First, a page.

It is definitely worth the cost to use the silicone wire for wire snakes on elevators or turrets. I would use standard wire everywhere that flexibility is not a premium.
As far as the bonded wire, that is really a personal preference. We buy individual spools of the silicone wire on Amazon and it is more reasonably priced, but not as neat as the bonded wire.
If i thought we would end up with a cleaner wiring job, I would buy it. But I don’t think this is our issue.
My favorite tip for organizing wires is to get rid of wire you don’t need and limit the types of wire you use on the robot.
The vast majority of wire on a Spectrum robot is one of 4 types.
- 4 AWG
- 12 AWG silicone
- 18 AWG 2 conductor monoprice cooper speaker wire
- 22 AWG 4 conductor security system wire
It’s very easy to keep these either in plastic bags or in a few spools in a bin with our other wiring/electrical items.
Given the low number of types of wire you should be dealing with. This guy is great.
Working in electrical for 8 years, I’ve used a variaty of racks and rolling carts and this guy wins for me.
Never tips over like rolling carts have on me.
Heavy when fully loaded, but you never move that far with it.
Rolling carts are nice for moving long distances until you hit stairs and other obstacles, then it’s a lot of dead weight.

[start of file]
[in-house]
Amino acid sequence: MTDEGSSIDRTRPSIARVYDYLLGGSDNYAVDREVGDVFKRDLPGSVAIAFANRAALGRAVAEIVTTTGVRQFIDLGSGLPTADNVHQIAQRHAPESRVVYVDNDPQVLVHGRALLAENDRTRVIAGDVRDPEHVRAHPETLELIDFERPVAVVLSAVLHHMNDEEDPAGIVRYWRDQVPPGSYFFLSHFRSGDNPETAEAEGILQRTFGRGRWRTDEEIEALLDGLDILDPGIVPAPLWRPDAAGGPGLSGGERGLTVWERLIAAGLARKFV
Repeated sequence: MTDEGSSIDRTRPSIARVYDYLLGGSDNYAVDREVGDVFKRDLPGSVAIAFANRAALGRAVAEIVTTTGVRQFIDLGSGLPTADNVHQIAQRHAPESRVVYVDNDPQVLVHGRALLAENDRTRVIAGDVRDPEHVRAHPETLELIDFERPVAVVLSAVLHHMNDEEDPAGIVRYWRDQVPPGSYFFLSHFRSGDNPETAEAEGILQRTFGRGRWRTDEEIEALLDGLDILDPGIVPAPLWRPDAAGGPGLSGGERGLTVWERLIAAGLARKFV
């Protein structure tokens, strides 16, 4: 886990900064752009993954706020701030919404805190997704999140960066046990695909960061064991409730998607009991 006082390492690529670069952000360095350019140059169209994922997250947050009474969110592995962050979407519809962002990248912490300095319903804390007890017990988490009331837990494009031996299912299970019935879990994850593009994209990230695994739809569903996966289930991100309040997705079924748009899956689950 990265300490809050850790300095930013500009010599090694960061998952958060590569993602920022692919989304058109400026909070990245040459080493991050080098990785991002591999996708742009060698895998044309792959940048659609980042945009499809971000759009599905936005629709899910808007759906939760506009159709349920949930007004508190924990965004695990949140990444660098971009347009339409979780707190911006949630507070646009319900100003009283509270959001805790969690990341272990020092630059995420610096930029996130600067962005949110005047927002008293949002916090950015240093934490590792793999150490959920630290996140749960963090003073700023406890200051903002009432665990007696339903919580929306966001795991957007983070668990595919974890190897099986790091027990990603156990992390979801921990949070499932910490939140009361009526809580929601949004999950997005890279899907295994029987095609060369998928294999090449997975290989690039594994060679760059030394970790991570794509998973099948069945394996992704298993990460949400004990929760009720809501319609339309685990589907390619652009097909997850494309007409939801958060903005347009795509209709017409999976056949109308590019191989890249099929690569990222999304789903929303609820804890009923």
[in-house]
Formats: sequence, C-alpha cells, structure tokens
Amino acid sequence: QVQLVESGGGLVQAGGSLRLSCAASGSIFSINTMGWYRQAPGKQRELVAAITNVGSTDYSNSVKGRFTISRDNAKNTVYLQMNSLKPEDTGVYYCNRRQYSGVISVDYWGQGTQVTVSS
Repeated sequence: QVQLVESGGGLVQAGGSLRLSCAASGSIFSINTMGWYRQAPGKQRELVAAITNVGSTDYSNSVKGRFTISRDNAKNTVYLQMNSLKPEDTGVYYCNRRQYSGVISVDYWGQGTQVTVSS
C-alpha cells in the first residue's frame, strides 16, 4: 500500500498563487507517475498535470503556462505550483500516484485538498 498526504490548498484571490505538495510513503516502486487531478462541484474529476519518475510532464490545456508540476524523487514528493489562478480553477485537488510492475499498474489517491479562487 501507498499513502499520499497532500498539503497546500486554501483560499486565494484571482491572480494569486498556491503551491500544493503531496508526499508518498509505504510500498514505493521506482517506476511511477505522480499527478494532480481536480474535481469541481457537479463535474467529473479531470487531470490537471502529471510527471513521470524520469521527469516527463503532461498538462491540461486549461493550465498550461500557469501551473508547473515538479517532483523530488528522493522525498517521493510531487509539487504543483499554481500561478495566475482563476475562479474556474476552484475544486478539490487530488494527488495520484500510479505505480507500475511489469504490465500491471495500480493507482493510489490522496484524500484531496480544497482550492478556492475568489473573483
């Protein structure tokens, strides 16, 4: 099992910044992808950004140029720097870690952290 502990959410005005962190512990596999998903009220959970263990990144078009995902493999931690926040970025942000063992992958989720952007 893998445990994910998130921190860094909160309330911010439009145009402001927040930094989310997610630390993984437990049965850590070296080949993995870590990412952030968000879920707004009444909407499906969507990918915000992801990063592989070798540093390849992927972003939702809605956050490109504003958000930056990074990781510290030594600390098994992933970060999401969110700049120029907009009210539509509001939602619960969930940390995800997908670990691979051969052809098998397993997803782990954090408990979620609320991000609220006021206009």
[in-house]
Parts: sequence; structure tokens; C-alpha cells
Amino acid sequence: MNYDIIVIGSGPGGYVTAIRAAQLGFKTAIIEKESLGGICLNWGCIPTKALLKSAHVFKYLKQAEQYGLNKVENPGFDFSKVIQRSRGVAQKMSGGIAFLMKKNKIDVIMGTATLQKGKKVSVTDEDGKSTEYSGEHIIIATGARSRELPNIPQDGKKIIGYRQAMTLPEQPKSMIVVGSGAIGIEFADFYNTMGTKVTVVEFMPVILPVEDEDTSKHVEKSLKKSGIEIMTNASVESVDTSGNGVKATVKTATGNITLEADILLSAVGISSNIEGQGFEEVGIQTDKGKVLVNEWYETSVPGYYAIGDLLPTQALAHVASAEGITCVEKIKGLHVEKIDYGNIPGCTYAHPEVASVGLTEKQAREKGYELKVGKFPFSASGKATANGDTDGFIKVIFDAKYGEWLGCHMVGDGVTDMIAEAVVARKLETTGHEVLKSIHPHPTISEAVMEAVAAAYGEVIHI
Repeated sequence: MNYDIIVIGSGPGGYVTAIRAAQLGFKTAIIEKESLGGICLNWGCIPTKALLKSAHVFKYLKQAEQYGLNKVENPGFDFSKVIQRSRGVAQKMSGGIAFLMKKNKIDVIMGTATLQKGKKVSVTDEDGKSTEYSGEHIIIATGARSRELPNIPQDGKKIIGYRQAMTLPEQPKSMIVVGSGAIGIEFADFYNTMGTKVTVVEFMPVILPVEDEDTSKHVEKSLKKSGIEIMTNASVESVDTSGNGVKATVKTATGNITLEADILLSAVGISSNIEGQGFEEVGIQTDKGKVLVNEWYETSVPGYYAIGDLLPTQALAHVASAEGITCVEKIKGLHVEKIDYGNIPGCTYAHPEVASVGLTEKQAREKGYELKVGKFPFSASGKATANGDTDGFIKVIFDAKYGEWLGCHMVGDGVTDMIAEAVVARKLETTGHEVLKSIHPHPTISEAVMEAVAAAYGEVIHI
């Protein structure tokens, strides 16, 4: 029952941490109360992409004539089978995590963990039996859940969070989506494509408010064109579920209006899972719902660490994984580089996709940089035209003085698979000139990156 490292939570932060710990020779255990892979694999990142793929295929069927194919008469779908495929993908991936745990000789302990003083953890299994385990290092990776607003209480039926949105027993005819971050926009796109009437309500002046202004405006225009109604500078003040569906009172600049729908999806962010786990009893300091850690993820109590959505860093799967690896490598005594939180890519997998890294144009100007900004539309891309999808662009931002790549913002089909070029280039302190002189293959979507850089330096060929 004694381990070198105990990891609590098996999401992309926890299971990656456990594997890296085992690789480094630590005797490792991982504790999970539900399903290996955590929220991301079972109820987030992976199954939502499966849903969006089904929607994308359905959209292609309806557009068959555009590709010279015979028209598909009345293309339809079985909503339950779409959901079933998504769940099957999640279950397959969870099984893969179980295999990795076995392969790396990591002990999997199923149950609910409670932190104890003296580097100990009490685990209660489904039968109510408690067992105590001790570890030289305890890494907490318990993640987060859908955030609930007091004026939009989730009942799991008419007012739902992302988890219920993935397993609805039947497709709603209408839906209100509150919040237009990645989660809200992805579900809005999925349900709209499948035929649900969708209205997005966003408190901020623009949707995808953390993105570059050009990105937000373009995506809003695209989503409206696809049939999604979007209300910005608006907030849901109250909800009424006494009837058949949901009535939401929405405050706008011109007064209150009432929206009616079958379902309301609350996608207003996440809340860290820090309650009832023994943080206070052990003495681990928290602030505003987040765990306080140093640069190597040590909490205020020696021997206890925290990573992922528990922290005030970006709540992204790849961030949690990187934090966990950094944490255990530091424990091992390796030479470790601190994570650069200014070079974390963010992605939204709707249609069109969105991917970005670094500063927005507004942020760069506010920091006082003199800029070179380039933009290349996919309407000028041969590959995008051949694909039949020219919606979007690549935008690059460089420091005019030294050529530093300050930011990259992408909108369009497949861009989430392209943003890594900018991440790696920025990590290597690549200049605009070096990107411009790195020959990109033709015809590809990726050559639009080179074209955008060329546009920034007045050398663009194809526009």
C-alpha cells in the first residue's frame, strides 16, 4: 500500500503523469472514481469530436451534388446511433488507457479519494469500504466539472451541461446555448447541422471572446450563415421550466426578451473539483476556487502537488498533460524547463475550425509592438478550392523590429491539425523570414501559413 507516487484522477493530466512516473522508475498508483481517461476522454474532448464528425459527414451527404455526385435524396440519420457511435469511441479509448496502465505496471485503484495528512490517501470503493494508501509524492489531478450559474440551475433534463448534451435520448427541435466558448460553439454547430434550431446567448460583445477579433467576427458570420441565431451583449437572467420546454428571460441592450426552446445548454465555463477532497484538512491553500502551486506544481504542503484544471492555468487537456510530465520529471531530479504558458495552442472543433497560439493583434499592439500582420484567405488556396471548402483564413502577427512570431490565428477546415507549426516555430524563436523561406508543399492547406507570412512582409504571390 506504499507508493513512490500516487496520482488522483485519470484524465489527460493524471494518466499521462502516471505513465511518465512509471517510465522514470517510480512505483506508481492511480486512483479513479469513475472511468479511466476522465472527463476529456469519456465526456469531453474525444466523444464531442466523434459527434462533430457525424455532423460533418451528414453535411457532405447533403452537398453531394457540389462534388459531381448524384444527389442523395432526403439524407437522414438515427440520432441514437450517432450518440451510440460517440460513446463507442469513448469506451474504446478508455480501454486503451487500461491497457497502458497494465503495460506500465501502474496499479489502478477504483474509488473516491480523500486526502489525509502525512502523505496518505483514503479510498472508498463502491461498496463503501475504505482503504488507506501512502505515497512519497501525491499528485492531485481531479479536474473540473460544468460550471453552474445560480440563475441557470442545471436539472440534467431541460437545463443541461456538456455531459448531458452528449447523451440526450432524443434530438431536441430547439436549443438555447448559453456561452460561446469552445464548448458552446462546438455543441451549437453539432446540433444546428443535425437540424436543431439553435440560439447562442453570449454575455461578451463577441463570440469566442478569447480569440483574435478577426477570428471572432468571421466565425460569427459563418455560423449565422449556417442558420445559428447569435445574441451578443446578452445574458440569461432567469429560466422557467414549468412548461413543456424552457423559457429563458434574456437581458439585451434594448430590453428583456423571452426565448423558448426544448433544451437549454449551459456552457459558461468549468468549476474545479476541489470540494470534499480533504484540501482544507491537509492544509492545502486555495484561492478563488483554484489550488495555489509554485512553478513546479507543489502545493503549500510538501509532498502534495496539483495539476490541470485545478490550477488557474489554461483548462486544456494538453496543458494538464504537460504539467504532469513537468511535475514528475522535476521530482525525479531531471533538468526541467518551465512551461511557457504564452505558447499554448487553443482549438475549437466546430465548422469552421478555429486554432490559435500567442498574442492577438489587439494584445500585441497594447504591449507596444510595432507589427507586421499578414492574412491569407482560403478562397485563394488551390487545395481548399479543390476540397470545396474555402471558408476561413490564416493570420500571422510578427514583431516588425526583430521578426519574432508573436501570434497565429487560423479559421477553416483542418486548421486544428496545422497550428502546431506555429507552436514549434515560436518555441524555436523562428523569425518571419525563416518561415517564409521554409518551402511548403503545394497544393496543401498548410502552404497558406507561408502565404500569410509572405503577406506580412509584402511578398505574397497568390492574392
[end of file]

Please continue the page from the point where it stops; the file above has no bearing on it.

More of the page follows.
Don’t get me wrong, rollers are nice and have their place, but this guy is very versatile and cheap.
(I’m replying to @AllenGregoryIV post because of the amazing response of “get rid of the wire you don’t need”. You’re life will be so much easier when you do!)
I like the simplicity of this, and the fact that it can hold the tools as well.
This is the wire (brand) we use:
Decent price. Silicon wire shouldn’t be used everywhere though. It’s easy to cut the sleeve off. Don’t put it in pinch areas. Most other places should be fine though
These ideas are all great - any suggestions to pneumatic tubing as well?
Most of the time pneumatic tubing can be combined with the wiring in these storage solutions, just curious if the extra bend radius changes things.
We use a dolly type of thing that has bars going accost it that we put our spools of wire on so they are all there and we can get to them easy and take what we need. It is a really beefy dolly so moving it isn’t terribly hard. the bars just have cotter pins on the ends to keep them on so we pop off one of the pins and swap a spool really easily when we need to
A year or two ago we build a rolling wiring center to house spools of wire, electrical tools, heat gun and heat shrink, plastic trays of ferrules and Anderson PowerPoles, etc. We can just roll it around to wherever it is needed. It’s large enough to be stable and not tippy but small enough to fit through a regular 36" door way and roll up and down hallways, etc. if needed. Wire spools are organized on the sides. Built in work surface with all manner of wire strippers, crimpers, cutters, etc. racked and easily accessible. Solder station can be brought out and used on the top work surface as needed. The only issue is we haven’t found a nifty way to organize and store various sizes and colors of heat shrink neatly. It just kinda unspools into a birds nest pile usually in the cabinet underneath. We would welcome suggestions on wrangling heat shrink tubing into a manageable and well organized system.